27establish a history and lead by example requires an aspiring leader to have time to prove he orshe is capable in delivering their vision. If a situation does not allow the leader enough time toevaluate the aspiring leader effectively, then it becomes a matter communication. As stated byKouzes and Posner, open and honest communication provides the best chance of success.Anything less than open and honest communication will have the follower wondering, if theleader is intentionally deceiving him or her which would separate the follower from the leader‟svision. Kouzes and Posner (2007) also required a strong leader-follower relationship in order forit to be successful. This is analogous to Burns‟ (1978) reference to Maslow‟s hierarchy of needsand where those that achieve in meeting the highest stages of development are often the mostdependent upon those striving to improve. This concept is similar to the weakness noted in theanalysis of Burns‟ theory on transformational leadership development. The weakness, in thisrespect, occurs as the transformational leader or follower becomes too dependent on the other.Kouzes and Posner suggested that the relationship needed a level of independence between theleader and followers in order to avoid groupthink, inefficient replication, and other ruinoushabits. In concluding the comparison and contrast analysis, there were four groups ofcontrastingly different leadership theories analyzed. These four groups provided an assortment ofvarying analysis; however, in aligning an author to a theoretical classification of the leadershiptheory the following systematic breakdown occurred. The reactive leadership development groupconsisted of the theories offered by Blanchard et al. (1985) and Ibbotson (2008). Thetransactional or exchange-based group consists of Bass (1985) and Burns (1978). They proposeexchanges that address the follower‟s lower level needs. The third group was an amoral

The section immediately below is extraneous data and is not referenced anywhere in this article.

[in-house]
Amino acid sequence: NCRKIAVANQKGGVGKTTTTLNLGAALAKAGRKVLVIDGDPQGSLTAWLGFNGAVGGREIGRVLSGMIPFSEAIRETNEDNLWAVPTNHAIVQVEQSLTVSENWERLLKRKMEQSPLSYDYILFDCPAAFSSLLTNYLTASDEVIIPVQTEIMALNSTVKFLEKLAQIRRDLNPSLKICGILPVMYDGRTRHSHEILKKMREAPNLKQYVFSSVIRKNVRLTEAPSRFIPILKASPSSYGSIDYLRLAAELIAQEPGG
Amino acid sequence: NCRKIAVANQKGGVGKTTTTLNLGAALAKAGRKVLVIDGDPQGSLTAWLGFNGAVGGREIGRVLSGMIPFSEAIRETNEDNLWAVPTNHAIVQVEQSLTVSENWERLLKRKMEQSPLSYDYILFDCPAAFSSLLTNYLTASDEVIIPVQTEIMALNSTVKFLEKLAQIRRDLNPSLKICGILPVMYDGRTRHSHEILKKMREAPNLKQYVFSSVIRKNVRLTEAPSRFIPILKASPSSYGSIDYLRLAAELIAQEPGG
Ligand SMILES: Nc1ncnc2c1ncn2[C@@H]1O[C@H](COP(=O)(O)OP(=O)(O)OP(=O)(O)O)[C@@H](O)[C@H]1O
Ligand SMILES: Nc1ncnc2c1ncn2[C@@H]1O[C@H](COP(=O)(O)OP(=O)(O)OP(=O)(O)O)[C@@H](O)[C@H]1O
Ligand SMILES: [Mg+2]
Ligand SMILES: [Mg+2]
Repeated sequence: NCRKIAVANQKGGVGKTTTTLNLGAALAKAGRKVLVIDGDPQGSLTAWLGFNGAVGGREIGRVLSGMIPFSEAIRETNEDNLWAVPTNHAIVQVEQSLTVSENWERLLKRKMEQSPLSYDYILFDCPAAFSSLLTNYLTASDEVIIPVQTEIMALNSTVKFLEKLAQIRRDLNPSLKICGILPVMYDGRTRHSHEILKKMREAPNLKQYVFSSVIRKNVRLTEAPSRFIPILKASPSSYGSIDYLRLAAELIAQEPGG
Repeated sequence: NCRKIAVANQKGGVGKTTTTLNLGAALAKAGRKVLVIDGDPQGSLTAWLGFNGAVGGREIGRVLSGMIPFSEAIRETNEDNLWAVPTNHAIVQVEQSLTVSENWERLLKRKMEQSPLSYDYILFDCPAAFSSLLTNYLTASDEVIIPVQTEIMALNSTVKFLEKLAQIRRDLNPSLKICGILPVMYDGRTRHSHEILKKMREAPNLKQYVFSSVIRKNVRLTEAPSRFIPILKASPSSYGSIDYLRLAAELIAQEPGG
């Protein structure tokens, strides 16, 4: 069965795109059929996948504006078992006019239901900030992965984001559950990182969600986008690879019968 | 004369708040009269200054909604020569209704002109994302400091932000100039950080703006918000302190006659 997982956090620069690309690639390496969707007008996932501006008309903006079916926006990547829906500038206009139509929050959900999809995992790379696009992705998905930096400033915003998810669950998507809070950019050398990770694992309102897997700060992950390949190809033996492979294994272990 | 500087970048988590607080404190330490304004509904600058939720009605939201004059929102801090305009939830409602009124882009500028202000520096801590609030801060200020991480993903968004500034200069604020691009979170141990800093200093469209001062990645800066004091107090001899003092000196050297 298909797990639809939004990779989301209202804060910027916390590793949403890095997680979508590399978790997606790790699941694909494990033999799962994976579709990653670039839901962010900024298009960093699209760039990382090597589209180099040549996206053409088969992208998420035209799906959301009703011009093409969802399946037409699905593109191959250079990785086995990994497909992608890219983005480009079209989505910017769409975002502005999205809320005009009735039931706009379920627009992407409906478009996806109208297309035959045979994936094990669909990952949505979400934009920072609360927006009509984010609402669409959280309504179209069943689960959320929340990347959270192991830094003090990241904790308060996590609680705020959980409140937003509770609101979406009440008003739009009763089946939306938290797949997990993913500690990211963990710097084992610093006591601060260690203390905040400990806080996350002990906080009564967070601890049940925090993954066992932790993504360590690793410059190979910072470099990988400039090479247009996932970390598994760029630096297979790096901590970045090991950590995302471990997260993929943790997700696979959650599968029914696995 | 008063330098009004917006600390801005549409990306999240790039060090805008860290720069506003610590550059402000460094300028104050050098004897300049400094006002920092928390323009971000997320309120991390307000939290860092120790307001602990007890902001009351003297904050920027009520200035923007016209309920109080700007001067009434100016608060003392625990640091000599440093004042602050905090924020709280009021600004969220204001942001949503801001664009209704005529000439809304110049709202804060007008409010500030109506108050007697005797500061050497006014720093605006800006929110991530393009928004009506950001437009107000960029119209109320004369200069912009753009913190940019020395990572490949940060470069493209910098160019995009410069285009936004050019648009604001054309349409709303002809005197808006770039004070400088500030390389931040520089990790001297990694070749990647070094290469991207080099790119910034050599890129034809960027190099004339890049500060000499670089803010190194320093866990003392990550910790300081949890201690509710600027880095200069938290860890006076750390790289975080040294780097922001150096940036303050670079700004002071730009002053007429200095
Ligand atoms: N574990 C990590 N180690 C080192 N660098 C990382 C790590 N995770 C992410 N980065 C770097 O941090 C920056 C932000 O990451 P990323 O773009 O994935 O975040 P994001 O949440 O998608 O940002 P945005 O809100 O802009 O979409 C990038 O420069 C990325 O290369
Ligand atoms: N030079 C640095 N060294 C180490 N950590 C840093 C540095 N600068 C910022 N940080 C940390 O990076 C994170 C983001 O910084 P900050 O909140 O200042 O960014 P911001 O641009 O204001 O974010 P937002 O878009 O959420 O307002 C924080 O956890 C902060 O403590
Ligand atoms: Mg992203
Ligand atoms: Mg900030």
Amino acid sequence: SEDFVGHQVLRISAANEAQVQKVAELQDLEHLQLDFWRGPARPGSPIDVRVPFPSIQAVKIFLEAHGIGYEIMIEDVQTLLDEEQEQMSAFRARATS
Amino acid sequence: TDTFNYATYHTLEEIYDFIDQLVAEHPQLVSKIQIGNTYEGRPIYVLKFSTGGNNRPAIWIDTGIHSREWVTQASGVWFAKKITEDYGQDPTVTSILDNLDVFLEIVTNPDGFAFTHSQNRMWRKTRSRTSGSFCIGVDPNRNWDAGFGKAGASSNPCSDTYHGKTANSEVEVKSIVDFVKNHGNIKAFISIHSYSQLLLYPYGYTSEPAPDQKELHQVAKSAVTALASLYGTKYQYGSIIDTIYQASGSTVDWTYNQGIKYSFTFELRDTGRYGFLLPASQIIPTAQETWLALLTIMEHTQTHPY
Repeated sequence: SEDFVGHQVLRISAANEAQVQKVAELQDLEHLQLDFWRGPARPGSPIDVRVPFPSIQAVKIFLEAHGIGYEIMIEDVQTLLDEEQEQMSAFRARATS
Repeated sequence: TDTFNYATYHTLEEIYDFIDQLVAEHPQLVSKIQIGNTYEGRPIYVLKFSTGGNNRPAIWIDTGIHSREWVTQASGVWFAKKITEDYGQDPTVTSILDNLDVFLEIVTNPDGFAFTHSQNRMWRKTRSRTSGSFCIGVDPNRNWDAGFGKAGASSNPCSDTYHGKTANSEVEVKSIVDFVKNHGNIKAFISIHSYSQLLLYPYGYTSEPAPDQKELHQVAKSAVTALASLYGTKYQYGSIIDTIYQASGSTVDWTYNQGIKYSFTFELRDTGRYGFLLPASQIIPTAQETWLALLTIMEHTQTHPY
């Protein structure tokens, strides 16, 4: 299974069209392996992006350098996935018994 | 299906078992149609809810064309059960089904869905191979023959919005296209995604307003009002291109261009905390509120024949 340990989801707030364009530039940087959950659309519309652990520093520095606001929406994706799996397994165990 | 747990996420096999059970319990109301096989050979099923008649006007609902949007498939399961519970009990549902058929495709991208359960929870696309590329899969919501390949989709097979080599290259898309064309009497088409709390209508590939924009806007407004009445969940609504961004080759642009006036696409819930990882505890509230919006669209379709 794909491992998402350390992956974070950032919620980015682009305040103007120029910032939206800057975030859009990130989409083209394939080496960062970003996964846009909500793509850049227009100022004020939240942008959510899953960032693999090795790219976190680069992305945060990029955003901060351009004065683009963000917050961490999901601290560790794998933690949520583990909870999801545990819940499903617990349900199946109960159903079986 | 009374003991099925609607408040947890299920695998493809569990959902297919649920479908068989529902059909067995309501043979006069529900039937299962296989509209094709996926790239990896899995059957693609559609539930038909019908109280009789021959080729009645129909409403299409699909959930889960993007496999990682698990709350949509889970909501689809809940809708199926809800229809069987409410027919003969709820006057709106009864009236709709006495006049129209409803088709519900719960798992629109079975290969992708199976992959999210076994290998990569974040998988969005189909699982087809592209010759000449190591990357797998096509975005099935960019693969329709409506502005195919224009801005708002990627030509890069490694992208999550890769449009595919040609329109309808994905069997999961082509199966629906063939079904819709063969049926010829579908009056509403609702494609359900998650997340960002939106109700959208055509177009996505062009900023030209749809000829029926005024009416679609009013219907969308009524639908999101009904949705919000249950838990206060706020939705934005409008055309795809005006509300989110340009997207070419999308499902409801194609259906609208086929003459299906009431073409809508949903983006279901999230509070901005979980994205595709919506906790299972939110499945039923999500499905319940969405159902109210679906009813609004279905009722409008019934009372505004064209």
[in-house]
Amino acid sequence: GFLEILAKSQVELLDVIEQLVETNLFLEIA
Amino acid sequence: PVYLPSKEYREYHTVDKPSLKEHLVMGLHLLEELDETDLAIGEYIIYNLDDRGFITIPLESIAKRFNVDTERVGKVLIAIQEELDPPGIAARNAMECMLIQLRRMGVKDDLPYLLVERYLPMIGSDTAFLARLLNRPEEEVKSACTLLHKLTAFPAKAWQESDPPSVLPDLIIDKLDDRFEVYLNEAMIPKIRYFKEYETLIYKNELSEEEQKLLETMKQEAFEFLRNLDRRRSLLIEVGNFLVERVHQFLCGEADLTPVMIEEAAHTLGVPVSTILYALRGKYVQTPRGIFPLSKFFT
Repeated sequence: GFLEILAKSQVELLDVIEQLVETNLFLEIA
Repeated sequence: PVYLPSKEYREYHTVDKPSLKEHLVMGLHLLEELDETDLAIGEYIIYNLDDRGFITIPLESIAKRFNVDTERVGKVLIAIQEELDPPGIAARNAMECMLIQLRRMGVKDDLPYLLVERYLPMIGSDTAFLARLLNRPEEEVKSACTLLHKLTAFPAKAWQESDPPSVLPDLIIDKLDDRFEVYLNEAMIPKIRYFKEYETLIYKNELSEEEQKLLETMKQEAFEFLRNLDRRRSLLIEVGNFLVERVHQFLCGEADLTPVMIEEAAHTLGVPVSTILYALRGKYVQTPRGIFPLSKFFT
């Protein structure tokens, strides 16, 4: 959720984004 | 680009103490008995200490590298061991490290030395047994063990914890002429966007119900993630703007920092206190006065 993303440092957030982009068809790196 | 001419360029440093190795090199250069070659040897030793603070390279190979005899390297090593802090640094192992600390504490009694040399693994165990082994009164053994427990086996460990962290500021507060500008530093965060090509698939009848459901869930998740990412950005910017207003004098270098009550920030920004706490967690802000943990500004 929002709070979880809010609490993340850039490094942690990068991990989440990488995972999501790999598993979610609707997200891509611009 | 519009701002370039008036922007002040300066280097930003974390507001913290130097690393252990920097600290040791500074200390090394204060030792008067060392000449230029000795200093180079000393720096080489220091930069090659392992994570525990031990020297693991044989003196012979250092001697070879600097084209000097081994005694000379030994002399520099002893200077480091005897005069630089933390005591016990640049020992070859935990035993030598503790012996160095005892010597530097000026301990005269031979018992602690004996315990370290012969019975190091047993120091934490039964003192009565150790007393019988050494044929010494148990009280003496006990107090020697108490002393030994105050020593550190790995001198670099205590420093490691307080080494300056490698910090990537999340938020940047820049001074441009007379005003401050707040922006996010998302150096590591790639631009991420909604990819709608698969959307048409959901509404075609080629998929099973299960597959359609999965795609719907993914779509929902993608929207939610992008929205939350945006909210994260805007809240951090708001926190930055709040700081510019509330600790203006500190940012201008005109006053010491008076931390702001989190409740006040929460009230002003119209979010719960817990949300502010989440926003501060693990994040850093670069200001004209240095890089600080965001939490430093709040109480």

28transformational group that sought a leader‟s self-fulfillment this included the analysis of Bassand the controversial theories of Bennis and Ward-Biederman (1997). Finally, the fourth groupwas the moral transformational group promoting leadership development. It consisted of Burns(1978) and more recently Kouzes and Posner (2007). The next section will summarize andprovide some concluding analysis concerning the four leadership theories noted in the precedinganalysis. Summary In the final analysis, Kouzes and Posner (2007) presented a picture of moral leadershipthat implied that Hitler (Bass), Mao (Burns), and Lenin (Burns) should not represent the pinnacleof leadership since the deaths of millions occurred when they assumed and then maintainedpower. Were their movements transformational, as Bass (1985) and Burns (1978) pointed out,the answer to all of them was a definitive yes. However, in providing evidence that ends didjustify the means, Bass and Burns would have a difficult time to define their transformations aspositive. Consequently, Kouzes and Posner believed that leadership has to be something morethan wielding power to quench a thirst for monumental change. A portion of the answer resideswithin analyzing three POML concepts; leadership development, morality, and leader-followerrelationships. These three concepts used in the analysis of the noted leadership theories emanatedfrom thoughts espoused by Kouzes and Posner. In addition, they serve as a foundation increating an empowering form of POML. This summary highlights each aspect and provides asynthesized version of important qualities taken from the leadership theories that includesituational, contingency, transactional, and transformational. These essential qualities define thefoundational concepts of POML.Leadership Development